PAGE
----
Ice and Fire, Andrea DworkinCoitus as punishment for the happiness of being together.” – Kafka…
I gave up other lovers. I wanted solitude. It took a few years to get faithful. Coitus was the punishment for a breach of faith.
I came back to New York City, the Lower East Side. I lived alone, poor, writing. I was raped once. It punished me for the happiness of being myself.
I am alone, in solitude. I can almost run my fingers though it. It takes on the rhythmic brilliance of any passion. It is like holy music, a Te Deum. Coitus is the punishment for not daring to be happy.
I learn the texture of minutes, how hours weave themselves through the tangled mind: I am silent. Coitus is the punishment for running from time: hating quiet: fearing life.
I betray solitude. I get drunk, pick up a cab driver. Coitus is the punishment.

The protagonist is a young woman, anonymous, college educated, an aspiring writer – who is living the kind of existence you or I sitting here at our computers could not even begin to imagine.

She lives in absolute poverty, surviving on drugs and alcohol because they are cheaper than food, having sex to get drugs, alcohol, food, coffee, cigarettes, money, anything, trying to make and sell a film with her artist friend and secret lover, known only as N. They live in daily fear, insecurity, with such protection as may be available coming primarily from each other or from men who will insist on submission to violent, sadistic sex acts in return.

Despite this, she fiercely maintains her independence from men, refuses to be pimped, sharing her life instead with N, looking out for each other. When N falls ill, the protagonist has little choice but to find her a place to stay and then try to make it on her own. She ends up married, to a man who started out as someone seemingly gentle and repressed but who she unthinkingly teaches to be a sadistic brute. She escapes yet again, and returns to New York to live once again in poverty. Only this time she claws together her resources to make it as a feminist writer of fierce integrity. As she discovers, fierce integrity does not pay very well in this world.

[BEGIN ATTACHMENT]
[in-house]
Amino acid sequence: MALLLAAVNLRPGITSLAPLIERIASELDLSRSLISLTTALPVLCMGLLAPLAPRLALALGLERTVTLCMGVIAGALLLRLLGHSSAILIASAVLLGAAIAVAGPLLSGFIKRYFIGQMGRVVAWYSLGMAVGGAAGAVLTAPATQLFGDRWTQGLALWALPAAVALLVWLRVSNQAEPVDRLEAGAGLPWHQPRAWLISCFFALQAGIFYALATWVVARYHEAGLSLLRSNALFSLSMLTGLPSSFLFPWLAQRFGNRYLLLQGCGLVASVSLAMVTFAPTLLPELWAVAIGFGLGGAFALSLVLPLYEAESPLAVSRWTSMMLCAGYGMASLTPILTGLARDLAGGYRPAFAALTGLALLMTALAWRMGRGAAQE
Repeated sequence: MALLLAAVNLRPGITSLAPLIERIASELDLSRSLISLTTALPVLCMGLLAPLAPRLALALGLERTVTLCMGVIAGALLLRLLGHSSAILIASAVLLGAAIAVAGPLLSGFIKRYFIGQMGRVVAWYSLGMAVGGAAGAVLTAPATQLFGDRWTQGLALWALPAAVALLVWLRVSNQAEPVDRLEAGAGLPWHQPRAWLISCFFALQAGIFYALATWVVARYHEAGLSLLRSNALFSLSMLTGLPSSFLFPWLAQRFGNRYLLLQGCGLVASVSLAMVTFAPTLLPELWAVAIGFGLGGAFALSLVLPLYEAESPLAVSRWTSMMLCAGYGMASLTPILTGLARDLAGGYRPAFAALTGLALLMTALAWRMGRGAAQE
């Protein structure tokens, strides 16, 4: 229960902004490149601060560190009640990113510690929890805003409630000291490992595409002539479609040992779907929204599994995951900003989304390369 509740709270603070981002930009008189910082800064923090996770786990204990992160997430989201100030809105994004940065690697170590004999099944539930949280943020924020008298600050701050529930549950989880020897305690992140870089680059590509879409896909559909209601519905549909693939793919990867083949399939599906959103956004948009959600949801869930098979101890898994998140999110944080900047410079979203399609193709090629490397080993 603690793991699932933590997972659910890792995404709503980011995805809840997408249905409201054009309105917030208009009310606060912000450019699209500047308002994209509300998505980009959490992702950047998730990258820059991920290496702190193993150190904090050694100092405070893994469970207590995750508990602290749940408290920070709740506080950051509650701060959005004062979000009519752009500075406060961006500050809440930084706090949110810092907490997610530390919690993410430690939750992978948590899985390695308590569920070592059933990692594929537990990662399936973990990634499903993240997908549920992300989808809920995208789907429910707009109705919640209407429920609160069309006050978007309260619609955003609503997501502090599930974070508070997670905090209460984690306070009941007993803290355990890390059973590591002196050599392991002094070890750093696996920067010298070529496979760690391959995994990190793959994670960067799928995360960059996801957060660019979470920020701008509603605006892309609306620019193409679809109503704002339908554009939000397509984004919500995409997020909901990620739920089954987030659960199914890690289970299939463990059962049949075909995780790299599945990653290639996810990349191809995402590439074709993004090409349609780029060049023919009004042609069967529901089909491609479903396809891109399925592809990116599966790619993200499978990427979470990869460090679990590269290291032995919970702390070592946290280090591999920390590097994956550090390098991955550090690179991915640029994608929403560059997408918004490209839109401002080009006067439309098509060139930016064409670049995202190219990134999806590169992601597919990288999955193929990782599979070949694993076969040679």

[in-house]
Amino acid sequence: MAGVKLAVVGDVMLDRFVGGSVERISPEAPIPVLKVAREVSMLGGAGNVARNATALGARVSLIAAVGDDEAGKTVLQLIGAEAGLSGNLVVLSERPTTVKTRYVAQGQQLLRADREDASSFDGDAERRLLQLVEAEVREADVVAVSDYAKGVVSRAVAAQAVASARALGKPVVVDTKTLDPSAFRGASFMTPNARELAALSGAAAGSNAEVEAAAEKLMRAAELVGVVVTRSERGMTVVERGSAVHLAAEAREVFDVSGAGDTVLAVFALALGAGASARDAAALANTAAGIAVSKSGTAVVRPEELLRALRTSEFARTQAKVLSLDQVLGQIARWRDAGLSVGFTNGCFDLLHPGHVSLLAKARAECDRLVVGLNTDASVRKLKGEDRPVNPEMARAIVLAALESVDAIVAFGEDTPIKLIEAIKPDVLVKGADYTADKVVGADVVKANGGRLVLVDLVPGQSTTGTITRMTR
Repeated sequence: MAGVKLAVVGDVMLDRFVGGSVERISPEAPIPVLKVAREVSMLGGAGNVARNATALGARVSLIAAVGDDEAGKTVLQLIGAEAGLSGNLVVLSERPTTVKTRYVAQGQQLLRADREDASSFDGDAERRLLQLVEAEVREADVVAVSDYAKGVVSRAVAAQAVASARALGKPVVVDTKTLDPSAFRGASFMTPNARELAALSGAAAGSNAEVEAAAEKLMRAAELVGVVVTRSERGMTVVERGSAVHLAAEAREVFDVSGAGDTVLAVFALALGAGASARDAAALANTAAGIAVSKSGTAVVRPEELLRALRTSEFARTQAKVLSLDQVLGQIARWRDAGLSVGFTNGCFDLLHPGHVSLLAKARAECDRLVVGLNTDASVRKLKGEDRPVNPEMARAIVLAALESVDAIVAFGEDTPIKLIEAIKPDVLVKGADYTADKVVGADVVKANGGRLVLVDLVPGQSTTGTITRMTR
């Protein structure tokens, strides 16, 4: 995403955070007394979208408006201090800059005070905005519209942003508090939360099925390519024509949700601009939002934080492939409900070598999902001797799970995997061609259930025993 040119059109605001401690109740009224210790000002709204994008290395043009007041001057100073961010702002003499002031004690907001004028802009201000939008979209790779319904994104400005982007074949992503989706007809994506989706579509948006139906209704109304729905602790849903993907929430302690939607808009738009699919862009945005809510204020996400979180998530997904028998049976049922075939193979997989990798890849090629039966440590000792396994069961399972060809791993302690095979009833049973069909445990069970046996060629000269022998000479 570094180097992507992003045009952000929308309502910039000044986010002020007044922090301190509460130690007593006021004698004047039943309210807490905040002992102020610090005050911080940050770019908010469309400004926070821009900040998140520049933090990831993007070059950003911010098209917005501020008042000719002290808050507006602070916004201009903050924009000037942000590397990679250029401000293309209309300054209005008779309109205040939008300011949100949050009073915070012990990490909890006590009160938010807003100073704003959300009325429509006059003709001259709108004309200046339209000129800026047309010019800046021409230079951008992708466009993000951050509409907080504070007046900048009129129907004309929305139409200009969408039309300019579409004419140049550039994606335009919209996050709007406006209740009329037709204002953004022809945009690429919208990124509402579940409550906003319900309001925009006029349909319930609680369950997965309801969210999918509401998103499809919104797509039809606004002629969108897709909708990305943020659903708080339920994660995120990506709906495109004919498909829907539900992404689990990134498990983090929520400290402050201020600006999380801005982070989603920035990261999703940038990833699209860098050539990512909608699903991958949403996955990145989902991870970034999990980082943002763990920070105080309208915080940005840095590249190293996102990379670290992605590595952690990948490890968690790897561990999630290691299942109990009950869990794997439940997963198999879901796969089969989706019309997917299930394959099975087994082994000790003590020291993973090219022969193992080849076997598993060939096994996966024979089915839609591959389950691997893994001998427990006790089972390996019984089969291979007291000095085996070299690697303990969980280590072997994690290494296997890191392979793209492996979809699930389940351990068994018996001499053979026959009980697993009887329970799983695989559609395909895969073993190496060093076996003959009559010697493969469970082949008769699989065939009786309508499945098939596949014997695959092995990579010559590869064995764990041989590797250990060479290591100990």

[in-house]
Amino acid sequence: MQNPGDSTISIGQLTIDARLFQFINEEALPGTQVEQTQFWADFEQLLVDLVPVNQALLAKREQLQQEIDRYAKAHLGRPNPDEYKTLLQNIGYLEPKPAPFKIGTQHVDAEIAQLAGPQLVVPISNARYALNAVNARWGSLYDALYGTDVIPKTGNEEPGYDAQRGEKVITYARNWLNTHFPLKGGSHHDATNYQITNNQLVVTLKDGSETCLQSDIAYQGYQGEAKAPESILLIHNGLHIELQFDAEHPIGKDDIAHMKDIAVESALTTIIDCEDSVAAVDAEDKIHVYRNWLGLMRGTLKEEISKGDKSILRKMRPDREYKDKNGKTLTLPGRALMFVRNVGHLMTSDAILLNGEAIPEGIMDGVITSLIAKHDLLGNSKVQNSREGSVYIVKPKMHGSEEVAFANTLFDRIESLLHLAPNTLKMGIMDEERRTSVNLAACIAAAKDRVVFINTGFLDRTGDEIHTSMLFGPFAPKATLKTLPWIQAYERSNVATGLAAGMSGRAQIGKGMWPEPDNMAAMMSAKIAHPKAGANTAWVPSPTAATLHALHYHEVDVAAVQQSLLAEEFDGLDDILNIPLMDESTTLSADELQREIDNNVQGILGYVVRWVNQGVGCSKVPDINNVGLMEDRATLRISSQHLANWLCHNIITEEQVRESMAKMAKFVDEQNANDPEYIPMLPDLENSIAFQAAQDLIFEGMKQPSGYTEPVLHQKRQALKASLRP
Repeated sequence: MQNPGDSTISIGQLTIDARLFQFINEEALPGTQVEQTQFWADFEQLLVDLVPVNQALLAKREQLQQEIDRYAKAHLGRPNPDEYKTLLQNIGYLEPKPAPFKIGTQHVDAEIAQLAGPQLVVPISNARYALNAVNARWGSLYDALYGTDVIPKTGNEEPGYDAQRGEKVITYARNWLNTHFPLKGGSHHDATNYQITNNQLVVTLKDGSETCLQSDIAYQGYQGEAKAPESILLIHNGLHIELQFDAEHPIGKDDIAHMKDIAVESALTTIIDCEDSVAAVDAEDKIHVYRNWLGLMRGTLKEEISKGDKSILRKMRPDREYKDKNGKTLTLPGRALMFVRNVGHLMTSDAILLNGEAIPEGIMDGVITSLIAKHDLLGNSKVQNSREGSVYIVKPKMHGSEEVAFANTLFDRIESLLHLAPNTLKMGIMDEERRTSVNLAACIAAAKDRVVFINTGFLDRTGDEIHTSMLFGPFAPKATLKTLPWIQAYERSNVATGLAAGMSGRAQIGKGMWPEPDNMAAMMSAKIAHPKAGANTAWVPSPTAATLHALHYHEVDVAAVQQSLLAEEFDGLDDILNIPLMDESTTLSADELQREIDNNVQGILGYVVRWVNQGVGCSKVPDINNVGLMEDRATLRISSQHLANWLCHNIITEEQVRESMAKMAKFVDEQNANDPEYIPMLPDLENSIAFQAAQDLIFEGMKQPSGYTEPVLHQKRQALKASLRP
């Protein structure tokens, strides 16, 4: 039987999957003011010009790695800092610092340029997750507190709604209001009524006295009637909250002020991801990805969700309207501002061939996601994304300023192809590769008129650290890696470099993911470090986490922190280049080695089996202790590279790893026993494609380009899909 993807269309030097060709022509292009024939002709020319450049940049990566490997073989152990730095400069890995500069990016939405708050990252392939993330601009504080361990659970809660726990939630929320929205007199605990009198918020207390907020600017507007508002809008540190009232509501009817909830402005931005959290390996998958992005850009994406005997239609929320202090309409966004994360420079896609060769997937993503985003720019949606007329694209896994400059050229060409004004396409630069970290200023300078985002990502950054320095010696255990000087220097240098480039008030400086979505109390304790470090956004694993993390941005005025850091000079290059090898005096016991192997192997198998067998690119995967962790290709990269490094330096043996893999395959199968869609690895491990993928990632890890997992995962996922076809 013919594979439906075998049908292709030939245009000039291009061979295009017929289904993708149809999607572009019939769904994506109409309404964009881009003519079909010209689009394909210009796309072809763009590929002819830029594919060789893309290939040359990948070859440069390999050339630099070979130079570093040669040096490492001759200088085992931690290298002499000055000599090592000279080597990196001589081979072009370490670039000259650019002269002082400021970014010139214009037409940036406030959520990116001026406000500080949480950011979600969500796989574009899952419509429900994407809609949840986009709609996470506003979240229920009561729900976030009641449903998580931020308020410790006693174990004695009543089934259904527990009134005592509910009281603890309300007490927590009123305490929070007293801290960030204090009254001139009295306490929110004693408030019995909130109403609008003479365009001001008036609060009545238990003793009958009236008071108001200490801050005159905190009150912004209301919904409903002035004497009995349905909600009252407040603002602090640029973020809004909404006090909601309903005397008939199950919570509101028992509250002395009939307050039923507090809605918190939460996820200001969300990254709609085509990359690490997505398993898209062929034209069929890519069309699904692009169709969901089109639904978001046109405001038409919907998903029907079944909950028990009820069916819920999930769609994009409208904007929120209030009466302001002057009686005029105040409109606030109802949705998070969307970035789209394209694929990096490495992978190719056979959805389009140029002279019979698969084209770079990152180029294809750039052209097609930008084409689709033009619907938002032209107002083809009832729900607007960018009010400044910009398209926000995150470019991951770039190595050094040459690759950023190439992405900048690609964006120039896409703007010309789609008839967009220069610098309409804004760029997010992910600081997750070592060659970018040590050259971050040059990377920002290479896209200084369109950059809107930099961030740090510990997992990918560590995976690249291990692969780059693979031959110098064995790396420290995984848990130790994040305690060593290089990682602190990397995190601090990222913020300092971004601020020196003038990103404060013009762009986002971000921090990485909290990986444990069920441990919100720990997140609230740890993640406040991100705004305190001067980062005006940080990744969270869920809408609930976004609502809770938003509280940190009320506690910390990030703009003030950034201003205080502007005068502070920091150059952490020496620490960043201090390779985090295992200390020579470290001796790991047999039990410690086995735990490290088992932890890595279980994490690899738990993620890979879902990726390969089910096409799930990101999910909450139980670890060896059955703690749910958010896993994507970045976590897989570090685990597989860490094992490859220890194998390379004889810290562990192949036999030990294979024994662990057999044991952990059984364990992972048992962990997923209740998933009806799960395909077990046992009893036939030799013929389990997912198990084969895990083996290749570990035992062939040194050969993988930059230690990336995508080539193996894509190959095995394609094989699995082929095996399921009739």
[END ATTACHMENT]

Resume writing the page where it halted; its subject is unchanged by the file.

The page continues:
This was totally gripping, totally terrifying, totally real. Gritty and nasty, but real, and awe-inspiring. It is the kind of book that could make you believe.

It may also be the kind of book that the bloody-awful Trainspotting aspired to be, yet dismally failed. Trainspotting was worse because despite the disgusting realities and insecurity of living with drug addiction that may or may not have been accurately portrayed in that novel, it never really made you think that you were getting to the heart of anything. With Ice and Fire, you really are getting to the heart of it. You are seeing a real human being – not a pathetic, disgusting, stupid, or otherwise repulsive one, a degraded person. Just someone real, living that degraded life, surviving, acknowledging each day what she has to do to survive.